There was one pair of sibling marriages, between Albertsons and Ribbles, also close neighbors in Delaware NJ but not quite next door. The eldest of the two families, William F. Albertson and Maria Overfield Ribble, both in their early 30's, married on May 26, 1838 in St. James Episcopal Church, located at the time at Ramsaysburg, about a mile south of Delaware. The youngest Albertson and the second youngest Ribble, Mary and David B. (he had a younger sister Eliza) married in the same church on January 4, 1846. There are no living descendants of either marriage. Both couples had a son who died in early childhood, William and Maria's in infancy before even being named, and daughters all of whom survived at least into their 50s (two into their 90s) without ever getting married. Sarah Ribble, a school teacher mentioned specifically in her grandfather Henry's will, died in Newark in 1905. She's buried at Ramsaysburg Cemetery, located along Rte 46 just south of Delaware NJ. So are her cousins, the four daughters of William and Maria. So for that matter are William and Maria, and dozens more Albertsons including a bunch not yet in the find-a-grave database. Mary Albertson Ribble is buried in a much smaller cemetery nearby, which was the churchyard of St. James Episcopal Church at Ramsaysburg before it burned to the ground in 1866.

A little bit more about Eli's wife, Sidney Teeter (it started out to be a little bit more but I got sucked in). She was the daughter of Elias Teeter of Knowlton Twp and Catherine Kinney of Oxford Twp, NJ. Elias and Catherine were married in New Jersey on 6/24/1813, according to family records as entered by several descendants on applications to the Sons / Daughters of the American Revolution. They remained in New Jersey at least through the 8/23/1819 birth of their fourth child, daughter Sarah; Charlotte was born in New York state 4/12/1824, in the Finger Lakes region where many of Elias' kin had migrated in the 1790s. There was a daughter Catherine born in between, around 1821. She married Jacob Searfoss in Belvidere in 1841. He would turn up in 1860 in Illinois with wife Mary and an 11 year old daughter also named Mary. Apparently Catherine died too soon to be recorded in the 1850 census, so there's no telling where she was born, and no telling whether the Teeters' move to New York State was before or after 1821.

The 1830 census missed Elias' family. There are 2 Elias Teeter families recorded in the Finger Lakes district, doubtless cousins, but both sets of parents were too old and neither family had the right numbers and ages of children to be our Teeters. Some time between the January 1832 birth of Laura and the July 1834 birth of Jacob "Jake" Teeter (who would grow up to become a constable in the Wild West town of Truckee, CA, where he died in a saloon shootout) they returned to Belvidere NJ. In 1840 they lived in Belvidere, with 2 daughters ages 15-19 (Catherine & Charlotte) a son and a daughter ages 10-15 (Elias & Sidney), a son and a daughter 5-10 (Jacob & Laura) and a son and a daughter under 5 (James and Mary Jane).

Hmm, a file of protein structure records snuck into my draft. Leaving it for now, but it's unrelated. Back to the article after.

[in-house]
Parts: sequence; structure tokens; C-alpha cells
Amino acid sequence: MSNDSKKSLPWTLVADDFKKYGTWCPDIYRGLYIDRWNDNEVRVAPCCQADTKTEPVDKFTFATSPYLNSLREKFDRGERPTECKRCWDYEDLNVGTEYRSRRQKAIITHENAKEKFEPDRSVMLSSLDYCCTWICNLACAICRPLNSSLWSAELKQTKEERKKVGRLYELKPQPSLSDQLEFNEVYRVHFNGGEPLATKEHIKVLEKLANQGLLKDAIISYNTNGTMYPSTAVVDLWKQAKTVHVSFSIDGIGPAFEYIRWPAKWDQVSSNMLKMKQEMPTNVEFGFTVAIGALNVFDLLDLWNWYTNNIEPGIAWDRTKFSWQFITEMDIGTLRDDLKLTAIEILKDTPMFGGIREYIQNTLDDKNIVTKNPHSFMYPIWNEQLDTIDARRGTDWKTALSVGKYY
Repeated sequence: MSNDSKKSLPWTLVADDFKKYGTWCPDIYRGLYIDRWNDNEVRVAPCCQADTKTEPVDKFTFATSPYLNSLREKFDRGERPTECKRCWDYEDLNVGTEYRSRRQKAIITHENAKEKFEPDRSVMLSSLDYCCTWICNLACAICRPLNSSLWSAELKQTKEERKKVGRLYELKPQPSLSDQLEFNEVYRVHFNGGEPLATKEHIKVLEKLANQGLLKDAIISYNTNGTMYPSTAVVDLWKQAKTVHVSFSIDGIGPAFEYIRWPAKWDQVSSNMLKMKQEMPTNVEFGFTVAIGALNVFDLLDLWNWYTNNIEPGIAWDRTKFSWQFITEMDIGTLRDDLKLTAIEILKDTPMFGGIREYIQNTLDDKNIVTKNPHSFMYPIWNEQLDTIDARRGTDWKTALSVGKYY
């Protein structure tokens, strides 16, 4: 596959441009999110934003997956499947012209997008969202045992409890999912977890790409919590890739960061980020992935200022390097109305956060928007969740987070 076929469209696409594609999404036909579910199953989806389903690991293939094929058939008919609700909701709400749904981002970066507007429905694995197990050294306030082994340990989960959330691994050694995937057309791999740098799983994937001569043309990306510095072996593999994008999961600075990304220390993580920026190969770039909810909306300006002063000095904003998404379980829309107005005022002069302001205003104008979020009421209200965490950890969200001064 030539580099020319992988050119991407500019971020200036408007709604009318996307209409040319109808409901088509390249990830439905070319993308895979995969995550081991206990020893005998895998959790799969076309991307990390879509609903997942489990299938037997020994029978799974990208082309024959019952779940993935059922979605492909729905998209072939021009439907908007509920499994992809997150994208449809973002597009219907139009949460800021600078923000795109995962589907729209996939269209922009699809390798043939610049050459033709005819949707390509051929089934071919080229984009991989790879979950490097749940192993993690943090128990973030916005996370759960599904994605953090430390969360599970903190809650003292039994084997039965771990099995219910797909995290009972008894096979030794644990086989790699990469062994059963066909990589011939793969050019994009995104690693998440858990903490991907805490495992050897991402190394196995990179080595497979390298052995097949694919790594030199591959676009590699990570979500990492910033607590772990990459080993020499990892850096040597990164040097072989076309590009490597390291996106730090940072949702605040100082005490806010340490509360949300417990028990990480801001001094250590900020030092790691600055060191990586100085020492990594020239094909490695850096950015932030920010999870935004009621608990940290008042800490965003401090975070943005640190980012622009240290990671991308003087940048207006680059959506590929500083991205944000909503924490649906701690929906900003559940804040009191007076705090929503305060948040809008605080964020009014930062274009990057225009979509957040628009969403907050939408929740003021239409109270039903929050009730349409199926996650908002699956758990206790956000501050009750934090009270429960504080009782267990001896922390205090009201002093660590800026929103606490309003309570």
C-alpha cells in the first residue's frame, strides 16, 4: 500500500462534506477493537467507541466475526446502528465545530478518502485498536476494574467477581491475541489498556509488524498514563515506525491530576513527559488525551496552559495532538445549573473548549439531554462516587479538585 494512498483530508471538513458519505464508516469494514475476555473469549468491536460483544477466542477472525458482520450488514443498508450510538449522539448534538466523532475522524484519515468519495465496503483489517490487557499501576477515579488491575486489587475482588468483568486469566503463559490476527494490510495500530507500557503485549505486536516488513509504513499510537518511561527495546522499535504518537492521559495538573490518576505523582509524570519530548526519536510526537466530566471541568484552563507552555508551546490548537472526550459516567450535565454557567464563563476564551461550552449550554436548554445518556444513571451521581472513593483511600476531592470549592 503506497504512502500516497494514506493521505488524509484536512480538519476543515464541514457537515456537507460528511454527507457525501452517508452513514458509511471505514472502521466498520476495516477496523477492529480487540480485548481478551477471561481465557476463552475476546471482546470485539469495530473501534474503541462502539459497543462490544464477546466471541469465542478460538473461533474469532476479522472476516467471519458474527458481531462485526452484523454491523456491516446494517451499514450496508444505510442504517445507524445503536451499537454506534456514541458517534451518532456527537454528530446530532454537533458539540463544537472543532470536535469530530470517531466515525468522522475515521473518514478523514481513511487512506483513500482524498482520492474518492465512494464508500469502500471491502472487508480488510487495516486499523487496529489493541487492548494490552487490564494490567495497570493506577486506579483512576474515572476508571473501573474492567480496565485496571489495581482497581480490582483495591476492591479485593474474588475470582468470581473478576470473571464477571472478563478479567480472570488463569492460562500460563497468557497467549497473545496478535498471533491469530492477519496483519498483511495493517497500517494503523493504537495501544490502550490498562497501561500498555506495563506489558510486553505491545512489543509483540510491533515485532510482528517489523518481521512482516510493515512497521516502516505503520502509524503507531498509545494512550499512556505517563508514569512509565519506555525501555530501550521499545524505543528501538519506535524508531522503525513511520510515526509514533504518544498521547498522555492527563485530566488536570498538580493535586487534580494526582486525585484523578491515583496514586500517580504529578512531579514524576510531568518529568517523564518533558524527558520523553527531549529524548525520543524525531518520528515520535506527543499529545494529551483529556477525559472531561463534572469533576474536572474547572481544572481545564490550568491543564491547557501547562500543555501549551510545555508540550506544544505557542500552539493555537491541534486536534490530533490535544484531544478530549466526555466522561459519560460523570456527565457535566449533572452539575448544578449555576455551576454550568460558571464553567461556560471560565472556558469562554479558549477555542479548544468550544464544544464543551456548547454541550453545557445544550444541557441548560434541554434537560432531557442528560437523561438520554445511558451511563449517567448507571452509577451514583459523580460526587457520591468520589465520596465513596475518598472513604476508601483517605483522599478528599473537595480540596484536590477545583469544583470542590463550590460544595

By 1850 they had moved to Addison, MI, with Elias, Jake, Jimmy and Mary Jane in tow. Sarah had migrated to Addison with her husband Conrad Walters shortly after their 1839 marriage - all of their children were born in Michigan beginning with their own Mary Jane in 1840. Elias and family moved right next door to the Walters. The move probably occurred late in the decade. Charlotte and Sidney both got married in 1846. Neither one made the move to Michigan - Charlotte and William H. Lowry of Pennsylvania settled down in New York City, and Sidney and Robert Bennett of New Jersey went to upstate New York just north of Albany. It's not likely that Elias and family moved until after the two marriages, by which time he was in his middle to late 50s. An earlier move would have left Charlotte, Sidney and Laura homeless! It is likely that Laura went to New York City with Charlotte - the 1850 census finds her living in Jersey City with her stock broker husband, Jonathan Sturges Mortimer, having married him in 1849 at age 17.

Assembling a Wedding Party, or Go West Young Man